The one benchmark that favoured Intel was Time Spy. Here, the 5600X recorded a CPU score of 7,342, considerably less than the 8,222 average of the 10600K and 11,341 average of the 10700K.
As with most modern high-end CPUs, the 5600X is more than powerful enough to handle the compute demands of the latest games. Especially at 4K and 1440p, performance is largely bound by the GPU's capabilities. Increasing CPU power rarely has a significant impact on framerate, as you can see in the charts below.
Even at 1080p where higher framerates put more pressure on the CPU to keep up, the benefit of a faster CPU is negligible. Most games I tested delivered comparable performance across the 5600X as well as its more-expensive 5800X and 5900X siblings. Only Gears Tactics saw significant change with a marked increase to its minimum FPS. Other slight discrepancies are attributable to the volatile nature of real-time benchmarking.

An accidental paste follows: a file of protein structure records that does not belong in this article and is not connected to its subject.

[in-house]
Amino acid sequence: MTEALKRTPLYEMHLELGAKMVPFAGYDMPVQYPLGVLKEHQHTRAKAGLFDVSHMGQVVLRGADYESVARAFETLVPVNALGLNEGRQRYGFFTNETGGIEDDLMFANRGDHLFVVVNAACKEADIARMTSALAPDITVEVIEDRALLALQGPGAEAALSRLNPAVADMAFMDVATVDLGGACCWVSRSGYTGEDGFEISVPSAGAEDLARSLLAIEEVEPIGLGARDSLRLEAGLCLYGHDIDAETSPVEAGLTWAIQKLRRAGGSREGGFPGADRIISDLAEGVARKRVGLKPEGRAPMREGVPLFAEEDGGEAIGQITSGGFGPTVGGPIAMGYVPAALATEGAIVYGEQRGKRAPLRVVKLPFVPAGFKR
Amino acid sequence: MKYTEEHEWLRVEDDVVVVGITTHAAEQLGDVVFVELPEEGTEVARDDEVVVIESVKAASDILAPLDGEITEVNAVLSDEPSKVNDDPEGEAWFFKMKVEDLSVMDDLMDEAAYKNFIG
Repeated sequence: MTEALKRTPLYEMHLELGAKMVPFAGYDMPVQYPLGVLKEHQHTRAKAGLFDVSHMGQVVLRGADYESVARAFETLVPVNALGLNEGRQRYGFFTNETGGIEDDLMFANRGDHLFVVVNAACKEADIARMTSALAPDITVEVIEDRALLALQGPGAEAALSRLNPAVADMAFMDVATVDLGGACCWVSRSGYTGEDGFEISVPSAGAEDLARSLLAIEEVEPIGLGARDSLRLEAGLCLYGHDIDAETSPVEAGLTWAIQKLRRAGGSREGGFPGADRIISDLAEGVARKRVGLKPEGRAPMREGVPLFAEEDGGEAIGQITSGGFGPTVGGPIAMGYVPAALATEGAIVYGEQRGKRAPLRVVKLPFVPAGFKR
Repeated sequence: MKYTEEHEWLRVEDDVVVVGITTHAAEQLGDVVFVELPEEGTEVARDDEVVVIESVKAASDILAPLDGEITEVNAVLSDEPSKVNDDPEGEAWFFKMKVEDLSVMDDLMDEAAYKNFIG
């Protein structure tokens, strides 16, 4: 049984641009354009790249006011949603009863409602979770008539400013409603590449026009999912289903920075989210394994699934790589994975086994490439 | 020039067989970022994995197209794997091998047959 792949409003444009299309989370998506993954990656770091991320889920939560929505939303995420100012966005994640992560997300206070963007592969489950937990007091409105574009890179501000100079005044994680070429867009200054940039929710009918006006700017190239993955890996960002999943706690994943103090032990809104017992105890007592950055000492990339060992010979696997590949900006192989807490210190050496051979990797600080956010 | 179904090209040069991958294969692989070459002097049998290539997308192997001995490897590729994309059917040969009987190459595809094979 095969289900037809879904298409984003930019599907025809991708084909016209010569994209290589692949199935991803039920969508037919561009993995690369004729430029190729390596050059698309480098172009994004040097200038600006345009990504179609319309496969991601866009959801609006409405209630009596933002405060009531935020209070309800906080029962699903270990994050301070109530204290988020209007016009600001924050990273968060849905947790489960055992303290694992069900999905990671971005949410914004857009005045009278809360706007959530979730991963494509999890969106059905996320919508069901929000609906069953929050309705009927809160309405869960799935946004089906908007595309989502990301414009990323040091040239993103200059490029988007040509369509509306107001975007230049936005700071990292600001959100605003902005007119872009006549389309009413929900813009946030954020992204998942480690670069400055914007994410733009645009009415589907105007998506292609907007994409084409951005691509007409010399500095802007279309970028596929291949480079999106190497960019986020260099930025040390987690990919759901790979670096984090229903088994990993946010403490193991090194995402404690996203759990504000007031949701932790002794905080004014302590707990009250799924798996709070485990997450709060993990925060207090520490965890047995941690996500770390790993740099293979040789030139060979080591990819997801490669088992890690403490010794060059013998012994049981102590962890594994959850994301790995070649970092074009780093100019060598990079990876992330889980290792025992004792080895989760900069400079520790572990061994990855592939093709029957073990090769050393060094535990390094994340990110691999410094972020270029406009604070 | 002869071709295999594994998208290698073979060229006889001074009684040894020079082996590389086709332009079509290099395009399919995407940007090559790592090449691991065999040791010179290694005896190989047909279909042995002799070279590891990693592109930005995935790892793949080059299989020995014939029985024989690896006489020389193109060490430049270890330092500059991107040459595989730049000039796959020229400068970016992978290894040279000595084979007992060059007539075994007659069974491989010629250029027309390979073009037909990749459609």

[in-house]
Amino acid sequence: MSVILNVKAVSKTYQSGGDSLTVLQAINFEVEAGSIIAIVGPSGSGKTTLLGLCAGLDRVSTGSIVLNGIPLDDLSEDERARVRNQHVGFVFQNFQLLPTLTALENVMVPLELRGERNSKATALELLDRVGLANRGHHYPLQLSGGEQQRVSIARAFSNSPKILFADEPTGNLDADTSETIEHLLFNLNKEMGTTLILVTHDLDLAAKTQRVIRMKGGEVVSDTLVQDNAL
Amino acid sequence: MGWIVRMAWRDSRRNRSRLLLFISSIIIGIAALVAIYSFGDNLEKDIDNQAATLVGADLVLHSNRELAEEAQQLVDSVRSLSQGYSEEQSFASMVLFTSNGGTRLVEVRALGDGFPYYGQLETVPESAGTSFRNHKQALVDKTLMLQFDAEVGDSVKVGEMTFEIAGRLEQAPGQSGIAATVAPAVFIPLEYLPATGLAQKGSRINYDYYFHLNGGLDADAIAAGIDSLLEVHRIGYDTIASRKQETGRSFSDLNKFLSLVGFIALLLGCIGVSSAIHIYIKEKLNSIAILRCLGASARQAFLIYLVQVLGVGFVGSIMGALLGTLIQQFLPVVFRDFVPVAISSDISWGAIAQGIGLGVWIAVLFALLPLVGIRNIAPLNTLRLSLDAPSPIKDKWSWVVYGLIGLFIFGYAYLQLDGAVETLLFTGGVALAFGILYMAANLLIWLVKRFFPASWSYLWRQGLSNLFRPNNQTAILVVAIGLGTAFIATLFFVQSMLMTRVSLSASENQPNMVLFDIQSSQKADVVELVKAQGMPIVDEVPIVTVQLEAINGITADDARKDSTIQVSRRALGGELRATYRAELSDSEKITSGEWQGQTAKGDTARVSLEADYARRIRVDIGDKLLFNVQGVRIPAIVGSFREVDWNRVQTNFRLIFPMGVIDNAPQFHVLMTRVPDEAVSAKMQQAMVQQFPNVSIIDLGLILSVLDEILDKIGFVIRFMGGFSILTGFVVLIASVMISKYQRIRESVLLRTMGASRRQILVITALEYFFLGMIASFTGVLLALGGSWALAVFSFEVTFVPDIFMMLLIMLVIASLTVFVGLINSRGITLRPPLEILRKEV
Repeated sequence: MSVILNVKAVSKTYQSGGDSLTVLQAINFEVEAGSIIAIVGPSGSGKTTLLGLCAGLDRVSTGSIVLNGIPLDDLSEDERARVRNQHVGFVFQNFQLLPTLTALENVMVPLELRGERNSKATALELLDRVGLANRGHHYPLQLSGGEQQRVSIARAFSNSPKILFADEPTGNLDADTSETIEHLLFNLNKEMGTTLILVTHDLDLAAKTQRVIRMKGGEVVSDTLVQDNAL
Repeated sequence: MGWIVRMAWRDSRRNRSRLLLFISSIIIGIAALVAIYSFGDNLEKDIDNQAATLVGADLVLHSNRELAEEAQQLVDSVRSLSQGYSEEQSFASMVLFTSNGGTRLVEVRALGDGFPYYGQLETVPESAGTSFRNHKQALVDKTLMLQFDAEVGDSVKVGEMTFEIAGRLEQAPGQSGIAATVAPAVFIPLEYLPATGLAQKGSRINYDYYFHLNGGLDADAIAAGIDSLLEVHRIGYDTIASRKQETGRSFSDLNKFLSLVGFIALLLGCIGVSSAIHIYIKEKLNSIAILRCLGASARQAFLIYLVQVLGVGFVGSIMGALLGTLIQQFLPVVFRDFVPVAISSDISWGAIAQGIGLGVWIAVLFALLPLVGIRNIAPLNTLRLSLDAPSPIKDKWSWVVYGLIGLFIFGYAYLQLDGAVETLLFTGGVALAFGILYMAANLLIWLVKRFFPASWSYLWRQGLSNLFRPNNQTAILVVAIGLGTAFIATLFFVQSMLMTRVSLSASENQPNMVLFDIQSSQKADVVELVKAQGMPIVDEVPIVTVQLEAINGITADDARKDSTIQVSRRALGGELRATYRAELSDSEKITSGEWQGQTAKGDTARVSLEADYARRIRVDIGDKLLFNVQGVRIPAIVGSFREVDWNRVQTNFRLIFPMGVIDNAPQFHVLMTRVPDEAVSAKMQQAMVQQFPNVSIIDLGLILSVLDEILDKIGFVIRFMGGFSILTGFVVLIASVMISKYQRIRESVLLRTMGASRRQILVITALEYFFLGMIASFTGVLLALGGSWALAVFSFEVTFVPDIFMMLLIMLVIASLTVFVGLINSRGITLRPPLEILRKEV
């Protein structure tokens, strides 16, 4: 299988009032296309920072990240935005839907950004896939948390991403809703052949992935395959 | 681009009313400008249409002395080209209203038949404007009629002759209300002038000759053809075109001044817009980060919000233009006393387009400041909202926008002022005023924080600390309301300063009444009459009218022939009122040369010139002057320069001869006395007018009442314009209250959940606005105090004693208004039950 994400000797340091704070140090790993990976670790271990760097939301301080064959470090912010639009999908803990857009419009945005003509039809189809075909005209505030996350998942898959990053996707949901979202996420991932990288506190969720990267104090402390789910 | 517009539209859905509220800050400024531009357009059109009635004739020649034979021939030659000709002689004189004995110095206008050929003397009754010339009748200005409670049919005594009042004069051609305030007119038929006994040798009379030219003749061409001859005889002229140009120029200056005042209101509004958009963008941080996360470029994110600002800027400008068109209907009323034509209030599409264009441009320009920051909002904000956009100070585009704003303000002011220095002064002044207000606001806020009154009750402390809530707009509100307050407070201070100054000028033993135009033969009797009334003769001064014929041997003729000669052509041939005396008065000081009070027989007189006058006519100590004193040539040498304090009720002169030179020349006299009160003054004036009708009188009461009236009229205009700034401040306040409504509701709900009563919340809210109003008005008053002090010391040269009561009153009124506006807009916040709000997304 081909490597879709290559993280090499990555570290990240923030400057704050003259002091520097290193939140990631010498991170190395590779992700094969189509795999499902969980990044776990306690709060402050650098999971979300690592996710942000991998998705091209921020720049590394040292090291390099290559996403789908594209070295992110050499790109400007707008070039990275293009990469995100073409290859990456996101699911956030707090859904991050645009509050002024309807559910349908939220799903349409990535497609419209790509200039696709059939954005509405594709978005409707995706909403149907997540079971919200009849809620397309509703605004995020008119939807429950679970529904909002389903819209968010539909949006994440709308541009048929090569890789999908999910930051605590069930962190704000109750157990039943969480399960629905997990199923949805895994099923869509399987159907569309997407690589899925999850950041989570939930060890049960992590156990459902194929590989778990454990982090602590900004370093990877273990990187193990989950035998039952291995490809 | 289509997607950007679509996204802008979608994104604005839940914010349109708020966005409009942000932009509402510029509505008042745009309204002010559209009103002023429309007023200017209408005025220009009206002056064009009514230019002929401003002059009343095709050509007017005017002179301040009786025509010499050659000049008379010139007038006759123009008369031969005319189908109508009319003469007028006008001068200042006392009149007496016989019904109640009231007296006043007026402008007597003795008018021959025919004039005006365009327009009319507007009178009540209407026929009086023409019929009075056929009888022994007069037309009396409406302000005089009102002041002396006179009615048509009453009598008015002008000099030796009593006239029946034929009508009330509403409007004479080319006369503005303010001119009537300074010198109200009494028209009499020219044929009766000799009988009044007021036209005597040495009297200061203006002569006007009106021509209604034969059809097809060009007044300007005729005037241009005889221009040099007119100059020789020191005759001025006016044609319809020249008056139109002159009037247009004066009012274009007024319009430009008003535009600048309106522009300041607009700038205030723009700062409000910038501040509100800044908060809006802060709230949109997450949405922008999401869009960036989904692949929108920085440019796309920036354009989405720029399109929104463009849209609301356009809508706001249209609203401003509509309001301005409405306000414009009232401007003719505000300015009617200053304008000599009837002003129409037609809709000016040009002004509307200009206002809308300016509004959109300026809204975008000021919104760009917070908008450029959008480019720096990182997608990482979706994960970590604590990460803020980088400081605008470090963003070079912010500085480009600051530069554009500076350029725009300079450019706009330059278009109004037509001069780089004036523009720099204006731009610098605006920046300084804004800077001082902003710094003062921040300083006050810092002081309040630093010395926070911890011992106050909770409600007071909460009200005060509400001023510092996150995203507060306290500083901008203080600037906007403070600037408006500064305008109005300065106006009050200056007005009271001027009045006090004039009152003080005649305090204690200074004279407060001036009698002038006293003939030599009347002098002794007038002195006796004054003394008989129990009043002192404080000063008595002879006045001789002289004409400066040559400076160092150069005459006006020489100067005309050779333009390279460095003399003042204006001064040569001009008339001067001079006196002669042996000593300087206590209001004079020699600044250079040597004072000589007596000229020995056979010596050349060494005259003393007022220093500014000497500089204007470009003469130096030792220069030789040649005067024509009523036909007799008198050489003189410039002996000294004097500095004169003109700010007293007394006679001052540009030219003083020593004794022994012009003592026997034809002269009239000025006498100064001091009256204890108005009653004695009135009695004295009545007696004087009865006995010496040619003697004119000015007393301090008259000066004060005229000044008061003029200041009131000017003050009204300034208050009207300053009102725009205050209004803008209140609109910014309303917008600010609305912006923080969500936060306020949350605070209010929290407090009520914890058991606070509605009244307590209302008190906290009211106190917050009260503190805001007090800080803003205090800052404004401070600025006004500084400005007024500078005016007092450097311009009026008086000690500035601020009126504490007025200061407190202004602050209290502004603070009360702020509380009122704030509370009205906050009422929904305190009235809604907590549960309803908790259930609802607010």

With AMD talking up the increased energy efficiency of Zen 3, the 5600X should deliver impressive thermal performance – and it does. Within our test PC, Cooler Master's ML240R liquid CPU cooler kept the processor chill under heavy load, never exceeding a maximum of 58.5 degrees Celsius throughout my testing.
Power consumption is nice and low too. AMD's TDP of 65W is a fair estimate, with 76W being the highest power draw I saw during testing, and that was only during the most demanding benchmarks.
Should you buy the AMD Ryzen 5 5600X?
- Buy it if you want a powerful CPU at a decent price.
- Don't buy it if you're looking to build a budget-friendly gaming PC.
The AMD Ryzen 5 5600X is an excellent CPU for folks wanting high-end performance at a price that won't send them bankrupt. Its raw compute power lets it compete with Intel's more-expensive i7-10700K, and its support for faster memory and newer technologies like PCIe 4.0 make it a more-attractive future-facing option.
For gaming, the 5600X is even more compelling than other Ryzen 5000 series CPUs. By delivering gaming performance comparable to both the Ryzen 7 5800X and Ryzen 9 5900X for hundreds of dollars less, it is the best value option especially when gaming at 1440p and 4K.